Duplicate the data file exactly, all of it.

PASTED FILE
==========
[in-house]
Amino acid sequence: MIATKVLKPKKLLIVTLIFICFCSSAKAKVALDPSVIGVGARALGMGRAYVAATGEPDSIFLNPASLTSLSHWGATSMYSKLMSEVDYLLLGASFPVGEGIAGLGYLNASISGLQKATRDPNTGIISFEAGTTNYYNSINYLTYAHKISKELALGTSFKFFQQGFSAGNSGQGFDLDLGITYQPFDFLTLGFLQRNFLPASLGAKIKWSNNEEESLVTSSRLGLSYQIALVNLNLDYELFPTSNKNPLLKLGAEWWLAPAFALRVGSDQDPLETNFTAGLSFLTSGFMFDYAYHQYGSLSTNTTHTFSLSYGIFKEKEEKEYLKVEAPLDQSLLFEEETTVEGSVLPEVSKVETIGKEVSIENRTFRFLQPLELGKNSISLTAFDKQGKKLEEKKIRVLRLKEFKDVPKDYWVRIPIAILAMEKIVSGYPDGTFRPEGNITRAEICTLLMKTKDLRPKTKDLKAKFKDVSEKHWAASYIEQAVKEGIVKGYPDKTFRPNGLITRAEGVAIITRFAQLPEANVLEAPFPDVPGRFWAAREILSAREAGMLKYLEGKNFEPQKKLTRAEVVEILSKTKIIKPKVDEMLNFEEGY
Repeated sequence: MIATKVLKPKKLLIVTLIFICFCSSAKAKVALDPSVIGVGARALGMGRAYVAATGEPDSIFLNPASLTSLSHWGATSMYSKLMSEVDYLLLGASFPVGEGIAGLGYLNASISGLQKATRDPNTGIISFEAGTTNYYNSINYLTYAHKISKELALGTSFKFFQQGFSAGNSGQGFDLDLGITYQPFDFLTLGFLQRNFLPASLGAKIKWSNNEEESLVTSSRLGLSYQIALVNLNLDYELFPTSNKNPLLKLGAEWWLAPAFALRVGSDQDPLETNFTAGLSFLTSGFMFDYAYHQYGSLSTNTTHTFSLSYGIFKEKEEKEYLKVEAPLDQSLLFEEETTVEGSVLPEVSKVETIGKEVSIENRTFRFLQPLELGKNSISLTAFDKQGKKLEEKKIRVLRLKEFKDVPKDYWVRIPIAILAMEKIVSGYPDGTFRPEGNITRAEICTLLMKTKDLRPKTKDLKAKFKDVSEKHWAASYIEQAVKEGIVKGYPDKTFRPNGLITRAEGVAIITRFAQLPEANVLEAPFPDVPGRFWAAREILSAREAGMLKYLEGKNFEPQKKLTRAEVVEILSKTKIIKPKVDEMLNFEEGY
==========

[in-house]
Amino acid sequence: MIATKVLKPKKLLIVTLIFICFCSSAKAKVALDPSVIGVGARALGMGRAYVAATGEPDSIFLNPASLTSLSHWGATSMYSKLMSEVDYLLLGASFPVGEGIAGLGYLNASISGLQKATRDPNTGIISFEAGTTNYYNSINYLTYAHKISKELALGTSFKFFQQGFSAGNSGQGFDLDLGITYQPFDFLTLGFLQRNFLPASLGAKIKWSNNEEESLVTSSRLGLSYQIALVNLNLDYELFPTSNKNPLLKLGAEWWLAPAFALRVGSDQDPLETNFTAGLSFLTSGFMFDYAYHQYGSLSTNTTHTFSLSYGIFKEKEEKEYLKVEAPLDQSLLFEEETTVEGSVLPEVSKVETIGKEVSIENRTFRFLQPLELGKNSISLTAFDKQGKKLEEKKIRVLRLKEFKDVPKDYWVRIPIAILAMEKIVSGYPDGTFRPEGNITRAEICTLLMKTKDLRPKTKDLKAKFKDVSEKHWAASYIEQAVKEGIVKGYPDKTFRPNGLITRAEGVAIITRFAQLPEANVLEAPFPDVPGRFWAAREILSAREAGMLKYLEGKNFEPQKKLTRAEVVEILSKTKIIKPKVDEMLNFEEGY
Repeated sequence: MIATKVLKPKKLLIVTLIFICFCSSAKAKVALDPSVIGVGARALGMGRAYVAATGEPDSIFLNPASLTSLSHWGATSMYSKLMSEVDYLLLGASFPVGEGIAGLGYLNASISGLQKATRDPNTGIISFEAGTTNYYNSINYLTYAHKISKELALGTSFKFFQQGFSAGNSGQGFDLDLGITYQPFDFLTLGFLQRNFLPASLGAKIKWSNNEEESLVTSSRLGLSYQIALVNLNLDYELFPTSNKNPLLKLGAEWWLAPAFALRVGSDQDPLETNFTAGLSFLTSGFMFDYAYHQYGSLSTNTTHTFSLSYGIFKEKEEKEYLKVEAPLDQSLLFEEETTVEGSVLPEVSKVETIGKEVSIENRTFRFLQPLELGKNSISLTAFDKQGKKLEEKKIRVLRLKEFKDVPKDYWVRIPIAILAMEKIVSGYPDGTFRPEGNITRAEICTLLMKTKDLRPKTKDLKAKFKDVSEKHWAASYIEQAVKEGIVKGYPDKTFRPNGLITRAEGVAIITRFAQLPEANVLEAPFPDVPGRFWAAREILSAREAGMLKYLEGKNFEPQKKLTRAEVVEILSKTKIIKPKVDEMLNFEEGY